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The efficacy of foot orthoses in individuals with patellofemoral osteoarthritis: a randomised feasibility trial
journal contributionposted on 14.01.2021, 04:30 by Jade TanJade Tan, Hylton MenzHylton Menz, Kay CrossleyKay Crossley, Shannon MunteanuShannon Munteanu, Harvi HartHarvi Hart, Kane MiddletonKane Middleton, Anne J Smith, Natalie J Collins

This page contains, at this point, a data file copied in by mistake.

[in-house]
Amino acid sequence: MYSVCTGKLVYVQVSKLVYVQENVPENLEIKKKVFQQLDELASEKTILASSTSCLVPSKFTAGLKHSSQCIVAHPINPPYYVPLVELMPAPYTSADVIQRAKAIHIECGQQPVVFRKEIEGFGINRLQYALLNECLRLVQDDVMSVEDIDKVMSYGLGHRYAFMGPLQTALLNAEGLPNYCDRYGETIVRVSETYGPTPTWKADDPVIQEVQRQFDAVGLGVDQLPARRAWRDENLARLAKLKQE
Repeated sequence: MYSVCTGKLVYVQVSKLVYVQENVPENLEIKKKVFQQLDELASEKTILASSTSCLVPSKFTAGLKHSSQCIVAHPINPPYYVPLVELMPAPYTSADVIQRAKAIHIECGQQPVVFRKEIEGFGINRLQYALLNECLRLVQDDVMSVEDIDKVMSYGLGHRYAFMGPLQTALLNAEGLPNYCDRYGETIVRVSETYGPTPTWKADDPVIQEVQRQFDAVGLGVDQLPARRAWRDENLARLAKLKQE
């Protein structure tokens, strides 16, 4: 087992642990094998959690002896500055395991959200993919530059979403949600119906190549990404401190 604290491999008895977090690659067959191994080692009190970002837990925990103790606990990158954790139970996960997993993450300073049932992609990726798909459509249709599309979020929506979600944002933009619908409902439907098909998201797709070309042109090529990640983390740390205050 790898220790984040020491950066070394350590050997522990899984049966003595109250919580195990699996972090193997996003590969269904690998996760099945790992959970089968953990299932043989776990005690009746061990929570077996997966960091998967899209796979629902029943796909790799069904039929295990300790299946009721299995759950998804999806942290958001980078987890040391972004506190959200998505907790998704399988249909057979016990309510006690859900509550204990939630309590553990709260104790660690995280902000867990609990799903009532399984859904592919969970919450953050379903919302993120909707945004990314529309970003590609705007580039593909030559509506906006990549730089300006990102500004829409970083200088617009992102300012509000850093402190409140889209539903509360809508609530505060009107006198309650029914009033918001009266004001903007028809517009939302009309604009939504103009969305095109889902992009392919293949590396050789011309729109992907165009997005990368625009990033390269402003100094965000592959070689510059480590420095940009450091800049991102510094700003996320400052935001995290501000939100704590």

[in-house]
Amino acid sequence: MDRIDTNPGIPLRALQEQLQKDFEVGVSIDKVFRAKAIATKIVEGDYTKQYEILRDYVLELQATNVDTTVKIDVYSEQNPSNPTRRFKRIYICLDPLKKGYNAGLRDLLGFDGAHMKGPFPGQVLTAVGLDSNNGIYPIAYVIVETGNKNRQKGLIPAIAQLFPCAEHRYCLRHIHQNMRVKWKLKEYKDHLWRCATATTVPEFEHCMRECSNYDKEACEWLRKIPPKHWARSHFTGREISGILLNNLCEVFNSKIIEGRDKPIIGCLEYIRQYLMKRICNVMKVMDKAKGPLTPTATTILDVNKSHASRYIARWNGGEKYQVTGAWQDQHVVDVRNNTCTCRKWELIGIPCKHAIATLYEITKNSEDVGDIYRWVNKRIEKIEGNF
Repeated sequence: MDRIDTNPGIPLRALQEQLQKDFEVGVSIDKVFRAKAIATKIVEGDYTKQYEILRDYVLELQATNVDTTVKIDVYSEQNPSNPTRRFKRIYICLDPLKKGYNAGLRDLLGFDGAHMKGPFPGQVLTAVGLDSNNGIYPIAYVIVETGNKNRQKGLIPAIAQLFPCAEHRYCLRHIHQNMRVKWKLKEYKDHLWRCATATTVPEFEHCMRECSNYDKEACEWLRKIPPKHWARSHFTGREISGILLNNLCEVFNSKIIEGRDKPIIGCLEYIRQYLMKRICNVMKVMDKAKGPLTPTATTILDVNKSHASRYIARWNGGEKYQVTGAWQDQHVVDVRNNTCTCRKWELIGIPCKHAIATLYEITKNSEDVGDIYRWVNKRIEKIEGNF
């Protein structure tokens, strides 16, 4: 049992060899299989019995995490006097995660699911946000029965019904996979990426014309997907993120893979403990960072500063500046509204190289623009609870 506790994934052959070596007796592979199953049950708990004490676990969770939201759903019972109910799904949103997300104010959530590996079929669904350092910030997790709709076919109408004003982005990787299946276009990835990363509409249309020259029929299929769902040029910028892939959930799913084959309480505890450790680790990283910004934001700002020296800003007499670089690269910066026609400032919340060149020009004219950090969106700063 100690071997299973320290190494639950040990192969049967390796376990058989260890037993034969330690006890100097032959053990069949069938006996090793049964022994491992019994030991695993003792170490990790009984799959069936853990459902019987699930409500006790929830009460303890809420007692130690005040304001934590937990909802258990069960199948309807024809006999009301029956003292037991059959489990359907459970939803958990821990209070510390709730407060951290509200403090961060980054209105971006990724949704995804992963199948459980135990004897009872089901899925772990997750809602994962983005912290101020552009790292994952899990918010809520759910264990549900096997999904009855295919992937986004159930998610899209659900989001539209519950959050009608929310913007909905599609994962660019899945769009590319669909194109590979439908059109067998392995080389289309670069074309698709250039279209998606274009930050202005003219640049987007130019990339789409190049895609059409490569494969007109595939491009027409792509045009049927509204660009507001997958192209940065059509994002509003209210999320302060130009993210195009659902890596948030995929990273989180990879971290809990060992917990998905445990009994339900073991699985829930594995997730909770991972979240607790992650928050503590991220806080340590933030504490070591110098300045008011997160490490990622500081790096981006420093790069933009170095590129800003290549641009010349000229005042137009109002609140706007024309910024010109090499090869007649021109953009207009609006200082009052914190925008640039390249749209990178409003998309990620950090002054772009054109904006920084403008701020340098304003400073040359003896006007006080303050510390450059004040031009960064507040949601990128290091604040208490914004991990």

© The Author(s). 2018. Background: Foot orthoses have the potential to be an efficacious treatment for patellofemoral osteoarthritis (PFOA) but have not been evaluated in clinical trials in this population. This study aimed to determine the: (i) feasibility of conducting a randomised controlled trial (RCT) investigating the efficacy of foot orthoses in individuals with PFOA; and (ii) effects of foot orthoses versus flat shoe inserts on pain, function, and knee-related quality of life (QOL). Methods: This 6-week, single-blinded pilot RCT randomly allocated participants with PFOA to receive foot orthoses or flat inserts. The primary outcome of feasibility was determined via the following parameters: one participant recruited per week, 20% (35 h/week) adherence to the intervention, 50% log book completion rate, and < 20% drop-out, with results reported using descriptive statistics. Secondary outcomes included average and maximum pain severity (100mm visual analogue scale), Anterior Knee Pain Scale, and Knee injury and Osteoarthritis Outcome Score, analysed using analysis of covariance. Results: Twenty-six participants (16 women; mean (SD) age of 60 (8) years) with PFOA were recruited. All feasibility parameters were exceeded, with three participants recruited per week, > 20% (37.2 [9.8] hours/week) adherence to the intervention, 69.2% (18/26) log-book completion, and 3.8% (1/26) drop-outs. The most common adverse events were arch irritation and shoe fit issues, which were more common in the foot orthoses group (67.9% versus 32.1%). There was a trend for the foot orthoses group to report larger improvements in average and maximum pain than the flat insert group, with the mean difference for maximum knee pain severity (21.9mm, 95% CI - 2.1 to 46.0) exceeding the minimal clinically important difference (15mm). The estimated sample size for a full-scale RCT is 160 participants. Suggestions to improve study design include a greater number of face-to-face follow-up appointments, a larger variety of foot orthoses to reduce rates of adverse events, and increasing follow-up time to determine long-term efficacy. Conclusion: This study supports the feasibility of a full-scale RCT to determine the efficacy of foot orthoses versus flat inserts in individuals with PFOA. Trial registration: The trial protocol was retrospectively registered with the Australian and New Zealand Clinical Trials Registry (ANZCTR number: 12616001287426).